Funny Games [DVD] 
Get £1 Off Amazon Video*
|Price:||£7.90 & FREE Delivery in the UK on orders over £20. Details|
Fulfilment by Amazon (FBA) is a service Amazon offers sellers that lets them store their products in Amazon's warehouses, and Amazon directly does the picking, packing, shipping and customer service on these items. Something Amazon hopes you'll especially enjoy: FBA items are eligible for and for Amazon Prime just as if they were Amazon items.
If you're a seller, you can increase your sales significantly by using Fulfilment by Amazon. We invite you to learn more about this programme .
- Choose from over 13,000 locations across the UK
- Prime members get unlimited deliveries at no additional cost
- Find your preferred location and add it to your address book
- Dispatch to this address when you check out
Frequently Bought Together
Anna (Susan Lothar) and Georg Schober (Ulrich Mühe) arrive with their son, Georgie, at their lakeside holiday home. Through their neighbour, Fred, they meet Paul (Arno Frisch) and his friend Peter (Frank Giering). However, once inside Anna and Georg's house, Peter and Paul begin to torture them, betting that in twenty-four hours they and Georgie will be dead. When Georgie manages to escape to Fred's house, he discovers that the neighbour and his wife have already been murdered: it seems that Paul and Peter are serious about continuing their 'game' to the finish.
It is impossible to have a neutral opinion about the Austrian thriller Funny Games--a movie so relentless in its ability to shock that it gained pariah status on the film festival circuit in 1997. In the warped tradition of A Clockwork Orange, Henry: Portrait of a Serial Killer and Blue Velvet, this is a film--directed with electrifying audacity by Munich-born Michael Haneke--that addresses the controversy of screen violence by making the viewer as guilty as the Leopold and Loeb-like killers who terrorise a young family of three during their summer vacation. They arrive as friendly neighbours, seducing the family with phoney congeniality, but soon Funny Games reveals its devious strategy, turning savage and appalling ... and completely captivating for those who can endure the terror. There's actually less violence than you'd see in a typical American horror flick such as Scream, but Haneke's forceful staging effectively fulfils his agenda of viewer complicity; we vividly experience this doomed family's fate and feel helpless to save them. So helpless, in fact, that Haneke dares to offer a hint of respite by giving a victim the upper hand, only to "replay" the same scene with the darkest of outcomes. Funny Games is guaranteed to outrage some viewers with its manipulative schemes, but there's no denying the film's visceral impact, generated by Haneke's expert handling of a superior cast. Don't even think of allowing anyone under age 18 to watch this film; all others should proceed with caution. --Jeff Shannon, Amazon.com --This text refers to an out of print or unavailable edition of this title.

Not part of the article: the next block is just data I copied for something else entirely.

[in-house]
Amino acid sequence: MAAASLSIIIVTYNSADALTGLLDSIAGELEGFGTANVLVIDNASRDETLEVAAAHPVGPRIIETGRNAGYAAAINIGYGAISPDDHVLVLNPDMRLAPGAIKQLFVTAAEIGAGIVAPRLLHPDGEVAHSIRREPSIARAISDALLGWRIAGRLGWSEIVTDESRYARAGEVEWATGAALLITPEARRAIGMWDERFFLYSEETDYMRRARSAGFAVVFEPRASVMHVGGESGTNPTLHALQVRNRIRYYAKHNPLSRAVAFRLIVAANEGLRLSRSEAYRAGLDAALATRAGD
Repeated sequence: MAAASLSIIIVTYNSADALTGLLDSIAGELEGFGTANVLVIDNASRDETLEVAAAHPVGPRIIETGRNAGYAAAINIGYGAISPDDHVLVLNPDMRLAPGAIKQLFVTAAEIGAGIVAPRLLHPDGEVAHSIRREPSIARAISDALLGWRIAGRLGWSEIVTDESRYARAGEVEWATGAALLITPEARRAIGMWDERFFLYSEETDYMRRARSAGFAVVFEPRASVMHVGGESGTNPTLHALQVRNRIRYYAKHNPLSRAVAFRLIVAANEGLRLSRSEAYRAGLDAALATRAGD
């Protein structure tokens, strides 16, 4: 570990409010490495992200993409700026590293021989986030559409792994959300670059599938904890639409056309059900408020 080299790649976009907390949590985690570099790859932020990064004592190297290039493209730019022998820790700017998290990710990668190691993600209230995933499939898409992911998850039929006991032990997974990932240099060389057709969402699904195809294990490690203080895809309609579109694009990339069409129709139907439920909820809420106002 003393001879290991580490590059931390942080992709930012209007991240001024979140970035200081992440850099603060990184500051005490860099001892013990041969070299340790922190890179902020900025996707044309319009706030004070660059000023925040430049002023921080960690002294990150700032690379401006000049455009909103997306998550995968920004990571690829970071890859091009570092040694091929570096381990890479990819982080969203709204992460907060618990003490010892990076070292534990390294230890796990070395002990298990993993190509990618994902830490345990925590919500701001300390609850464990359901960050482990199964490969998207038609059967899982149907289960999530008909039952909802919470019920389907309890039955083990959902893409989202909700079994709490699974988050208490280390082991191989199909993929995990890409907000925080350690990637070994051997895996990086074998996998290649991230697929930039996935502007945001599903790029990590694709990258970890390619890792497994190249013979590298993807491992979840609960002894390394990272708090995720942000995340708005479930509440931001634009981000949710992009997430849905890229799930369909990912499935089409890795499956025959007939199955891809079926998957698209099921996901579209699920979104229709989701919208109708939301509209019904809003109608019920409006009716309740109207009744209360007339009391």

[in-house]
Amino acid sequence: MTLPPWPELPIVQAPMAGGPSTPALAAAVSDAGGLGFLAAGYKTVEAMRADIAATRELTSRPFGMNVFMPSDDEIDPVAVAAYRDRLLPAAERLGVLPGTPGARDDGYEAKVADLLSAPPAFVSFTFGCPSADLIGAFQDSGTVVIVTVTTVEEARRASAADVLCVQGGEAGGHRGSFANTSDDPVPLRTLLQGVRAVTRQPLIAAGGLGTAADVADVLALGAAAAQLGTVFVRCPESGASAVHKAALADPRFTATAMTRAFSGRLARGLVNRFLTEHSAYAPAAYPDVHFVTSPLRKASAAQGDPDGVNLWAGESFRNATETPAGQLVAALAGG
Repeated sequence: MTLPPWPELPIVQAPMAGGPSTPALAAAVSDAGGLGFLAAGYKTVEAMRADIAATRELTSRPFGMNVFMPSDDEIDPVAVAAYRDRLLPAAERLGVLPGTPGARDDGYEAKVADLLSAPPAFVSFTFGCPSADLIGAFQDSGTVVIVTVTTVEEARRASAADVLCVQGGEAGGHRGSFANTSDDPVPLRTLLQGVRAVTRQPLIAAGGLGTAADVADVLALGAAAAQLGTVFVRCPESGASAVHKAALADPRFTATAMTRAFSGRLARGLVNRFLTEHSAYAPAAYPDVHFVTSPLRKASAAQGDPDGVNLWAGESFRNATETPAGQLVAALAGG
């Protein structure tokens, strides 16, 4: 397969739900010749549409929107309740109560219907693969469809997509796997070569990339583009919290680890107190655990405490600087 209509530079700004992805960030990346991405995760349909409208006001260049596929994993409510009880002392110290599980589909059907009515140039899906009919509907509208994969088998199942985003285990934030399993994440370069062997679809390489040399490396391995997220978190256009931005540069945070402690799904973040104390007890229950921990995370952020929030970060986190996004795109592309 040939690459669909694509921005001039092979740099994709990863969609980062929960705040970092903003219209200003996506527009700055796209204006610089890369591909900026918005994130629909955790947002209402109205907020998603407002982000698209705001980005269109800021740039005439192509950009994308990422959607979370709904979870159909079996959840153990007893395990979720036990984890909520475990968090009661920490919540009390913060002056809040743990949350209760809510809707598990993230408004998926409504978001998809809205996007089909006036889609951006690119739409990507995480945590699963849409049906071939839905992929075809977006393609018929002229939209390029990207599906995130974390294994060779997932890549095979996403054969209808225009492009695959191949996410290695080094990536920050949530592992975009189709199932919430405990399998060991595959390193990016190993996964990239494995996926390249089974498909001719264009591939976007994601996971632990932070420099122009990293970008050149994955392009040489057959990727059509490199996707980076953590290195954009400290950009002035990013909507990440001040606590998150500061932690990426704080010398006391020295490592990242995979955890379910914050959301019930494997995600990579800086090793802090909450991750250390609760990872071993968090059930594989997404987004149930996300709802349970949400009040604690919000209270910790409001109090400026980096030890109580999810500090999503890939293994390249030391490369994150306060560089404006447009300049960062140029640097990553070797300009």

Customers Who Bought This Item Also Bought
Top Customer Reviews
The story itself is seems quite plain: A family on vacation at a pittoresque mountain river/lake meet two very polite young men, Paul and Peter. But from that point the absolute horror begins to develop. No matter how hard the family tries to percieve a motive behind the two men's torturous behaviour, they simply cannot understand it, because Paul and Peter are bright and intelligent. Moreover, they understand the family's situation much better, but they're not affected the slightest about it. Instead, they carry on with their polite facade. At one point the mother asks the two men why they're being so cruel. Their reply comes quickly: 'Why not'?